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[Backblaze] - Hard Drive Reliability Stats for Q3 2015 - Page 8

post #71 of 88
Quote:
Originally Posted by Blameless View Post

Drives that survive beyond the conditions they are intended for will almost certainly last longer in the conditions they are intended for.

Any argument to the effect that more headroom or margin when it comes to durability is somehow not a good this a flawed one. These are all drives in the same segment with similar cost and similar performance...any statistically significant difference in failure rate is relevant if you want to have a drive most likely to survive in the long term.

My own modest sample size (about thirty drives at any given time and maybe a few hundred in total) closely mirrors Blackblaze's statistics.

True but it all depends how much you are willing to spend. You don't have to buy 3TB Seagates. You can buy their Enterprise version and will be more reliable.
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post #72 of 88
Quote:
Originally Posted by Blameless View Post

Quote:
Originally Posted by PR-Imagery View Post

Not the same logic, most of those drives that failed would work fine under conditions they're designed for.

Drives that survive beyond the conditions they are intended for will almost certainly last longer in the conditions they are intended for.

Any argument to the effect that more headroom or margin when it comes to durability is somehow not a good this a flawed one. These are all drives in the same segment with similar cost and similar performance...any statistically significant difference in failure rate is relevant if you want to have a drive most likely to survive in the long term.

My own modest sample size (about thirty drives at any given time and maybe a few hundred in total) closely mirrors Blackblaze's statistics.

Did I say it was a bad thing?
 
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post #73 of 88
Quote:
Originally Posted by iLeakStuff View Post

Cool. I store mine on NAND.
These clicking, slow, spinning disks should have died out ages ago along with Zip disks and floppy disks. Thats where they belong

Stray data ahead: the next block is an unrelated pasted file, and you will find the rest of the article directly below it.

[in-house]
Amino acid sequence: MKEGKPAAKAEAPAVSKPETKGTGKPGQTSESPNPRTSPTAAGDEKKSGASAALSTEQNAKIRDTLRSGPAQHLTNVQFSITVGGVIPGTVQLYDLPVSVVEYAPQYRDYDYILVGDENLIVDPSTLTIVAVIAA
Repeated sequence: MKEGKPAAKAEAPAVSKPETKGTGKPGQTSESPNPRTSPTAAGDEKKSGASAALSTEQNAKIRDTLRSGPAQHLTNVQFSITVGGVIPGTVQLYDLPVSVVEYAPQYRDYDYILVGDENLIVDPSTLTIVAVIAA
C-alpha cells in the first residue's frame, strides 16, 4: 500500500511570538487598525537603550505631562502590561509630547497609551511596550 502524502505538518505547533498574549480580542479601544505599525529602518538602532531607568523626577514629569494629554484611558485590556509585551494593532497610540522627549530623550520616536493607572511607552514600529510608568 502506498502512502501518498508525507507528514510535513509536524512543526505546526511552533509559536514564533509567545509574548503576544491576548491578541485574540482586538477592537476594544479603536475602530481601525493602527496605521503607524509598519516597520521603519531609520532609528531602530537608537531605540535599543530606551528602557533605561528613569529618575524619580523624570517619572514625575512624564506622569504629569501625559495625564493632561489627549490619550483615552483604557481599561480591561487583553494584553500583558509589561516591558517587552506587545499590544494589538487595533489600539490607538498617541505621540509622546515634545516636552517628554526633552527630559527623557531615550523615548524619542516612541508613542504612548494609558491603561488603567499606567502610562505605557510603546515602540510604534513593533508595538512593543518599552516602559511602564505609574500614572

Sure in a few years for just bulk storage value they can't be beaten and I know that when you actually use it as a main disk or loading things from it a SSD is preferred but HDDs are great for storing bulk data that you don't have to access/move really fast. You think a telescope array uses SSD? Nope even after filtering HDDs are used because there is so very much data.

In 5-10 years we will be using NAND for everything I'm sure of that but 8TB for 300 bucks is an amazing deal that can't be beaten in terms of storage/dollar.
post #74 of 88
Quote:
Always consider the number of drives (Max # in Service) when looking at the failure rate. For example, the 1.5TB Seagate Barracuda Green drive has a failure rate of 130.9%, but that is based on only 51 drives. We tested these Seagate drives in one Storage Pod in our environment and they were not a good fit. In general, we’ve found it takes at least 6 Storage Pods (270 drives) worth of drives to get good sense of how a given drive will perform in our environment.

This statement does not make sense to me. I am not sure how they are doing their percentage calculations but a 130% failure rate on 51 drives means that 66 drives failed. How did they manage to have 66 drives fail when they only had 51 drives? I am obviously missing something here but I can't figure out what it is.
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post #75 of 88
Quote:
Originally Posted by claes View Post

Are you sure? Looking at the table it looks like they're including ~30,000 Seagate drives, which seems to be far more than any other manufacturer (HGST is around ~20,000 disks)...
It was in reference to the specific drives with unusual failure rate percentages.
Quote:
Originally Posted by claes View Post

It might be helpful to read their articles... they're pretty up-front about all of this...
I did, and it still doesn't make sense. They practically abandoned any concerted effort to ascertain enterprise drive reliability vs. consumer around 2 years ago (before the improved enclosures were made, mind you), and their testing methodology as noted before is a bit sketchy even with improved enclosures.
Quote: